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Moved on? In terms of ease of use and consistency, most certainly. IMHO, not overly in ultimate image quality.

I have some Fujichrome taken many decades ago on Hasselblad medium format, and others taken at a similar age with a Contax RTS. I'd struggle to match the perceived quality with any of my modern stuff. Ultimate sharpness and detail is doubtless better, but 'quality' goes deeper than that.

On the other hand, before our Canada holiday I decided that lumping around the Pentax and a load of lenses was going to be a right royal PITA, so I went and bought a Canon compact (a G9X), which is about the size of a matchbox and has turned in some stunning images. There is no way that something that small even a few years ago could have produced image quality anywhere near as good IMHO.
 

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Camera technology has indeed progressed significantly in the last decade. In the past, digital cameras relied on CCD sensors, which are slow and consume a lot of power. Today, however, most digital cameras use CMOS sensors, which are smaller, faster, and more power-efficient. In addition, camera manufacturers have been able to cram more and more pixels onto CMOS sensors, resulting in ever-increasing image resolution. Consequently, today's digital cameras are capable of capturing far more detail than their predecessors. Information is taken from this resourse: Digital camera technology. Moreover, thanks to advances in image processing algorithms, today's cameras can produce images that are far sharper and more vibrant than those of the past. In short, camera technology has come a long way in the last decade, and there is no sign of it slowing down anytime soon.
 
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StingRay

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Camera technology has indeed progressed significantly in the last decade. In the past, digital cameras relied on CCD sensors, which are slow and consume a lot of power. Today, however, most digital cameras use CMOS sensors, which are smaller, faster, and more power-efficient. In addition, camera manufacturers have been able to cram more and more pixels onto CMOS sensors, resulting in ever-increasing image resolution. Consequently, today's digital cameras are capable of capturing far more detail than their predecessors. Moreover, thanks to advances in image processing algorithms, today's cameras can produce images that are far sharper and more vibrant than those of the past. In short, camera technology has come a long way in the last decade, and there is no sign of it slowing down anytime soon.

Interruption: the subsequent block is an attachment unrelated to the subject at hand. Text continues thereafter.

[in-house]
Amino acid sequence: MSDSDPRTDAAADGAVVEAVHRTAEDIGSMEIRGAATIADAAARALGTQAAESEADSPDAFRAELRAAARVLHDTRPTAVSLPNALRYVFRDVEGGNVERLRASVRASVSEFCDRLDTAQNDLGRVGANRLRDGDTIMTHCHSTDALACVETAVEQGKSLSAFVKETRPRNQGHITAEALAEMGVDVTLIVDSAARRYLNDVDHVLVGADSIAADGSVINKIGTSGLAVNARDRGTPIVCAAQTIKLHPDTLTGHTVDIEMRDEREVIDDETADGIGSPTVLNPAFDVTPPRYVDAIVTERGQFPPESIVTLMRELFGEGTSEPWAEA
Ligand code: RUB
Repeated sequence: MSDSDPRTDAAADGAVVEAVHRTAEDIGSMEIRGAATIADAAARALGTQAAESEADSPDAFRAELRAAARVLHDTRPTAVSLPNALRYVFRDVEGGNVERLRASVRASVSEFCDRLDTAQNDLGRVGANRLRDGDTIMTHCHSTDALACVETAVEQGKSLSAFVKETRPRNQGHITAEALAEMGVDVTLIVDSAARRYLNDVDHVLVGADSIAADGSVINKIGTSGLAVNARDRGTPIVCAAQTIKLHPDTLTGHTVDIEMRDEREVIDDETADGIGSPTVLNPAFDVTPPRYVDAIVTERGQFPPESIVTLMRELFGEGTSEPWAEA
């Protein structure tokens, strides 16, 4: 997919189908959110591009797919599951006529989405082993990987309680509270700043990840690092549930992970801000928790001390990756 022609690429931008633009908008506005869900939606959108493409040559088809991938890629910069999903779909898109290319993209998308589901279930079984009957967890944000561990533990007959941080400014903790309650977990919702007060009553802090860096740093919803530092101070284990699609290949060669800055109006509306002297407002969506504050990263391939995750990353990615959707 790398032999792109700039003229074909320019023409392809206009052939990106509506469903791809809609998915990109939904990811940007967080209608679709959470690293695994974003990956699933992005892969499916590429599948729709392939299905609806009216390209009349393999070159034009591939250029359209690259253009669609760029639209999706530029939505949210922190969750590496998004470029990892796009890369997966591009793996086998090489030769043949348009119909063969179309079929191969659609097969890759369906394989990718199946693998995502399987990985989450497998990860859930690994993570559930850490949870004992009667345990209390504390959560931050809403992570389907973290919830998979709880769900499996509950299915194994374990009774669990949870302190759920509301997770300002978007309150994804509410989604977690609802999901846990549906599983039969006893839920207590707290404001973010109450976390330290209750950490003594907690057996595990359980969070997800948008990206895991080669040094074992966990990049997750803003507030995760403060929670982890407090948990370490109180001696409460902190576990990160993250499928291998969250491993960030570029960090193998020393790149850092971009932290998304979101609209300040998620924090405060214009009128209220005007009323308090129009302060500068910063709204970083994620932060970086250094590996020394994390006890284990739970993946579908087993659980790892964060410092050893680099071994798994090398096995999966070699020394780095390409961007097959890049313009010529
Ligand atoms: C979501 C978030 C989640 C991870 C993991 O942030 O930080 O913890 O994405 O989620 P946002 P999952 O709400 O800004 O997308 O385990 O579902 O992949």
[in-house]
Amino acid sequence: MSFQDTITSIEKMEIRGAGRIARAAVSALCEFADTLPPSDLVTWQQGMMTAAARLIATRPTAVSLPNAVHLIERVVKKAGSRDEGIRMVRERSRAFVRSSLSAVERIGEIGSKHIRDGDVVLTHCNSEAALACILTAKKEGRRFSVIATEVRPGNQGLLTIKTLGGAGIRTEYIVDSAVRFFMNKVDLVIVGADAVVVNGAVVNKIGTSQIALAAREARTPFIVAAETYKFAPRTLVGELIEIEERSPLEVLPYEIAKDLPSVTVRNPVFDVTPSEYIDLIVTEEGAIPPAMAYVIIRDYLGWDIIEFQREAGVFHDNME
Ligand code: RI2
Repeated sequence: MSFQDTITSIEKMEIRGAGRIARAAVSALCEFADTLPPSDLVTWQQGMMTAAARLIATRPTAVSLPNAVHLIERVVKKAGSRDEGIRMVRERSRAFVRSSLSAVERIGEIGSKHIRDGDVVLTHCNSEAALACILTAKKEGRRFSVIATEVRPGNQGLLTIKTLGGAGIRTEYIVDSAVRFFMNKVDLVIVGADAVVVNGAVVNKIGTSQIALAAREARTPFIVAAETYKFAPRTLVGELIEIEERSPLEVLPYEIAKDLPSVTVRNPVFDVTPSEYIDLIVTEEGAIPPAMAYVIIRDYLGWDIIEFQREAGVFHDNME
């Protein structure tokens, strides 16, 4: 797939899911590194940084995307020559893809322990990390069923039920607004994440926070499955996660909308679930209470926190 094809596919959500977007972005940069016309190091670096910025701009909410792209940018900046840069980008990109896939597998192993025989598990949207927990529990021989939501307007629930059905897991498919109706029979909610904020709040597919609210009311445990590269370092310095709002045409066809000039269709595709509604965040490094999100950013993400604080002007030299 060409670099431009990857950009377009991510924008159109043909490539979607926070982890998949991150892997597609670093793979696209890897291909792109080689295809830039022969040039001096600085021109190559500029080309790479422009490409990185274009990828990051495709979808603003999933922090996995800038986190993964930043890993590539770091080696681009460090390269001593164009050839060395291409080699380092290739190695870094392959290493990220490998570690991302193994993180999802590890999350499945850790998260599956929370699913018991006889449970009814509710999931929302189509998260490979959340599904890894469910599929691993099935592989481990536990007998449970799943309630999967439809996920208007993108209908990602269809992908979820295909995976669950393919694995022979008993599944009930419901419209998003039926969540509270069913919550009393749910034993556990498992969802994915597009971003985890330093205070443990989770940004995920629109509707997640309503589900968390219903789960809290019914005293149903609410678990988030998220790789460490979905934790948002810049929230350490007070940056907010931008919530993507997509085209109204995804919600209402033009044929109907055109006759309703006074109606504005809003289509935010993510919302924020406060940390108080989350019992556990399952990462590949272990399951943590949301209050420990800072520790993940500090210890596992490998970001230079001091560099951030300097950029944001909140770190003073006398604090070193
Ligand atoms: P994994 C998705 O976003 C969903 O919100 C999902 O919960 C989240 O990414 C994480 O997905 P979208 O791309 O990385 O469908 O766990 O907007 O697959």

I disagree. More pixels, yes that produces more noise and also lenses produce worst results, check tests on lenses, some are good on lower mp cameras say 20mp but not so good around 50mp.

CMOS has been around for about 20 years, believe its on the Canon 20d which came out in 2004. Not very good camera, imo, the 40d was much better. Then I had a 5d, a bit better and full frame, then 5d mk2, this was was a step up but since then apart from larger images not really that much has changed IMO. Unless you doing really large prints, I think cameras like the Canon 6D or 5D2 are fine and can be cheaply, I regret selling my 5D2.

I find with 50mp cameras you need to get everything right, they are less forgiving than 20mp ones. I will probably sell my one and use my 6D, images are cleaner. I don't understand your comment about sharpness.
Yes some take the anti-alaising filter off but I dont think its makes much difference.
 
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I believe both Canon and Nikon are axing their SLR ranges in favour of their "mirrorless" systems - they use a digital viewfinder rather than the optical TTL finder on the SLR systems, and are significantly more compact. The upshot is that it is likely that there will be a good supply of used SLR gear in the market - the SLR lenses aren't necessarily forward compatible with the mirrorles. bodies, although Nikon sell an adapter. So there could be some great bargains to be had if older gear that still takes excellent pics.
 

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I believe both Canon and Nikon are axing their SLR ranges in favour of their "mirrorless" systems - they use a digital viewfinder rather than the optical TTL finder on the SLR systems, and are significantly more compact. The upshot is that it is likely that there will be a good supply of used SLR gear in the market - the SLR lenses aren't necessarily forward compatible with the mirrorles. bodies, although Nikon sell an adapter. So there could be some great bargains to be had if older gear that still takes excellent pics.
Camera, and to some extent, lens technology has moved on in leaps and bounds, but I’d rather have a visually stunning image taken with 20yr old technology, than a boring, sterile photo taken with the latest tech. Generally, it’s the photographer that matters not the equipment.